There’s an easy way to get around this though. Since the general rule with chains of .then() , .catch() , and .finally() calls are that they wait on the last Promise returned in the chain, you can do something like this to make each .then() wait on the last one:

By returning a Promise in each .then() block, then following .then() will wait on it instead of the original Promise .

Making A Promise Start Later

Sometimes you want to be able to create a Promise but not actually run the code just yet. This is a perfectly valid use case, especially for helper functions.

By wrapping a Promise in a function, you effectively postpone the running of the Promise executor until the function is actually called. Here’s an example:

The above snippet will print the logs to console in the following order:

  1. “After promise-creating function”
  2. “Done!”

Using functions that return a Promise allow you to define a Promise in a helper function but not actually run the code until some other time.

You can also use this pattern to parameterize your promises as if it’s a function:

Static Helpers

Finally, the Promise class comes with a few handy static functions. The following gist explains how they work, and I’ll use them in the cheat sheet later on.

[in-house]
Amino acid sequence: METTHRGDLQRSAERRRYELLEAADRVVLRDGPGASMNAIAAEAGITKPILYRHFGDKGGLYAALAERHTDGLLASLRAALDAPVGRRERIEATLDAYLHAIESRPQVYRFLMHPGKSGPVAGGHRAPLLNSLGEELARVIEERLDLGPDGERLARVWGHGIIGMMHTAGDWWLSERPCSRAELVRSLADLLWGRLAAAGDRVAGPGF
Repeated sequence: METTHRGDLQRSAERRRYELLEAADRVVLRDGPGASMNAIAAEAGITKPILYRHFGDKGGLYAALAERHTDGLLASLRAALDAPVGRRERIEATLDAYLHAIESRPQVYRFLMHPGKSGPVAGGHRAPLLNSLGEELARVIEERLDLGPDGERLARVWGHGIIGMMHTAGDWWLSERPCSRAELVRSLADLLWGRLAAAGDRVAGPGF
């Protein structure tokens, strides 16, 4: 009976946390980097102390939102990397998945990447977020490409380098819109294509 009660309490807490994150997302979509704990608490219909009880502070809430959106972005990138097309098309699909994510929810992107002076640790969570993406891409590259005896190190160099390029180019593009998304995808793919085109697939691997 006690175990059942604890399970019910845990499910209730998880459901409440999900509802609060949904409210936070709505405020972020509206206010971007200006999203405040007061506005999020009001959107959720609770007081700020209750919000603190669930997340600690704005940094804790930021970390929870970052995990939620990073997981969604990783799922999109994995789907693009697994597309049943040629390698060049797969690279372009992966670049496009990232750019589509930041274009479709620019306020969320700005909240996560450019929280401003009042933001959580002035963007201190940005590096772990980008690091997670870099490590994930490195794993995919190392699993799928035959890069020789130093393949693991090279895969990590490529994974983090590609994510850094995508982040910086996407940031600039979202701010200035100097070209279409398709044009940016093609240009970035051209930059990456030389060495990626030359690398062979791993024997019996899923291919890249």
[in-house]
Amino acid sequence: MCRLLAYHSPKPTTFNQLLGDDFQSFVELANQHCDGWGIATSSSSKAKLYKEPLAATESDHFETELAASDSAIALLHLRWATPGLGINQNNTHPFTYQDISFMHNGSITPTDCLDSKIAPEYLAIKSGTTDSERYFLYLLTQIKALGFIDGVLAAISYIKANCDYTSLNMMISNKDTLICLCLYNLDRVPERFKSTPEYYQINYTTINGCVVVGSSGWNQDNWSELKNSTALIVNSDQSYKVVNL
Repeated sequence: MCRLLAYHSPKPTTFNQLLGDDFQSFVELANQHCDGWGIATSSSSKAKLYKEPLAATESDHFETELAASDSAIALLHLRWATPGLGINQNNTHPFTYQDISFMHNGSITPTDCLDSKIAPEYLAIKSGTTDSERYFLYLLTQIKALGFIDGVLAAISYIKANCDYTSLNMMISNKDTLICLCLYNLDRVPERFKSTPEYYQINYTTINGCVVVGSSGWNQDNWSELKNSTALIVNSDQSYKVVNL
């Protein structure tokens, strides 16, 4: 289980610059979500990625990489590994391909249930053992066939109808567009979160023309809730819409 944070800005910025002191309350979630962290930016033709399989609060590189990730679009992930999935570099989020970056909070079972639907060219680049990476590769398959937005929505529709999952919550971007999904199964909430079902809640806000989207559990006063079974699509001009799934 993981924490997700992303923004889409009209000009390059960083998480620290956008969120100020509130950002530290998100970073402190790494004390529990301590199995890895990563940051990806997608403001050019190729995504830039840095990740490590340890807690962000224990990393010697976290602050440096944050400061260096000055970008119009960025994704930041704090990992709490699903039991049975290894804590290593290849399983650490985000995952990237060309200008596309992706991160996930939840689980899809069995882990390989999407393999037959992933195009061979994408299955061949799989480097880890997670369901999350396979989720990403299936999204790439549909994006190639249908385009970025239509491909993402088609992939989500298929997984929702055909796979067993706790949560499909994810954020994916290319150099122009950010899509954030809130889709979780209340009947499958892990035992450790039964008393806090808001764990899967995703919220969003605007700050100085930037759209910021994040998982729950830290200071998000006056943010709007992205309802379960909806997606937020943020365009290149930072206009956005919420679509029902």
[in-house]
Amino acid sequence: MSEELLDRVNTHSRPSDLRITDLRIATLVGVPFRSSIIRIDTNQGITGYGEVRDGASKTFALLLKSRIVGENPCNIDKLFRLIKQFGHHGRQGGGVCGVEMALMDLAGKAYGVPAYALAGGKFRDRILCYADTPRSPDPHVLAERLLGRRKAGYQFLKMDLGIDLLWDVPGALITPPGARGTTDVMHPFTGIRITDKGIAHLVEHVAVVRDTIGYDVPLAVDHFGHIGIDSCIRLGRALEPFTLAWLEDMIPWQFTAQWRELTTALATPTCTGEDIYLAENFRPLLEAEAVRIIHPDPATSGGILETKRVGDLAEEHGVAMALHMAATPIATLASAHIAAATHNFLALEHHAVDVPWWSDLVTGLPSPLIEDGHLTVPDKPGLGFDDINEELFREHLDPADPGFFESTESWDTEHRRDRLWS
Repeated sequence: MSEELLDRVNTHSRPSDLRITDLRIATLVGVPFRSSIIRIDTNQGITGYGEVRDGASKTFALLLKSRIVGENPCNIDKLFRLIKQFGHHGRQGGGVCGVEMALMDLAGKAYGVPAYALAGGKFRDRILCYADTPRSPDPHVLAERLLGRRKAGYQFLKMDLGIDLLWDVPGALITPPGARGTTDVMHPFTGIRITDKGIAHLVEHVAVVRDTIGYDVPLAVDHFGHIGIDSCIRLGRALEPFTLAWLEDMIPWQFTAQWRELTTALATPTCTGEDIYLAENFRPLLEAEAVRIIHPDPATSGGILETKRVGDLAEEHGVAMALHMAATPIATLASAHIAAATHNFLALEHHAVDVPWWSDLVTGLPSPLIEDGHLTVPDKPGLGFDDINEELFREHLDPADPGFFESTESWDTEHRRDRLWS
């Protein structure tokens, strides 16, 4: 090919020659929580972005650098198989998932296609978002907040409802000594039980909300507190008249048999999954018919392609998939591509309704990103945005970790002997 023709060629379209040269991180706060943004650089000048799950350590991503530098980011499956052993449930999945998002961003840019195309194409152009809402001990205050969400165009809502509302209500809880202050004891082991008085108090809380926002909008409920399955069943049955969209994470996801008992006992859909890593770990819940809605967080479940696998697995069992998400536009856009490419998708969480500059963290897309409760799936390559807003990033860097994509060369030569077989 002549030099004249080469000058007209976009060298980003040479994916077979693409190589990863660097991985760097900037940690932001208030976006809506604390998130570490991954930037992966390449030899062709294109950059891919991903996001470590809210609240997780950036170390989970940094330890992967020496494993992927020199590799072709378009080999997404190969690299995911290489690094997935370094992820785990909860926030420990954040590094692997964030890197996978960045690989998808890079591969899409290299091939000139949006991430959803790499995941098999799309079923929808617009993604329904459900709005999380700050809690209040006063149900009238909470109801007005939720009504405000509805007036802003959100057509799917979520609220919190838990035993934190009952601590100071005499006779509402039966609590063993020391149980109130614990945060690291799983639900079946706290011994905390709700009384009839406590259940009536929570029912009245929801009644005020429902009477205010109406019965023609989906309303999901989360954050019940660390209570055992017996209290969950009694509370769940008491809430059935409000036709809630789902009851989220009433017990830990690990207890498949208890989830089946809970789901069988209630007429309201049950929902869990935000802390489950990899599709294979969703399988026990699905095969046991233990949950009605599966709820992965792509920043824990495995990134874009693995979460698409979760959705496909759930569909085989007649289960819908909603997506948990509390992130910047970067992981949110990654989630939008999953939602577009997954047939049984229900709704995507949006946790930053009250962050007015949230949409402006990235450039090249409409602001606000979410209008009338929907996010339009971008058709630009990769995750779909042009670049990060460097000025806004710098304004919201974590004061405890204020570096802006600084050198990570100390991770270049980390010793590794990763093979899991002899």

Of these static functions, I find myself most often making use of Promise.all() and Promise.allSettled() — they’re especially useful for firing off a collection of API requests and only continuing when they’re all done. A good example of that kind of scenario would be creating 10 objects via an API, then once those are done, using those 10 objects in some other way via an API, then once those are done, showing a success message to the user.

Note: Promise.allSettled() has low browser support at the time this is written!

Codepen Cheat Sheet

I’ve created executable Codepens demonstrating how to use each of techniques shown above. Please play around with them and fork them and use them as references for your own projects!

Then, Catch, And Finally

Passing Values Through Chains

Waiting For Promises Mid-Chain

Managing Multiple Promises

Data Fetching Example

React Example

Async/Await

Feeling pretty good about JavaScript Promises now? Async/await is your next step! Luckily for you, you’re already 80% of the way there. If you’re feeling ready to take on async/await , check out this companion article!

DailyJS

JavaScript news and opinion.

Joshua Saunders

Written by

Senior software developer at Klipfolio. I love writing about all things dev and faith. linkedin.com/in/jksaunders to connect!

DailyJS

DailyJS

JavaScript news and opinion.

Welcome to a place where words matter. On Medium, smart voices and original ideas take center stage - with no ads in sight. Watch
Follow all the topics you care about, and we’ll deliver the best stories for you to your homepage and inbox. Explore
Get unlimited access to the best stories on Medium — and support writers while you’re at it. Just $5/month. Upgrade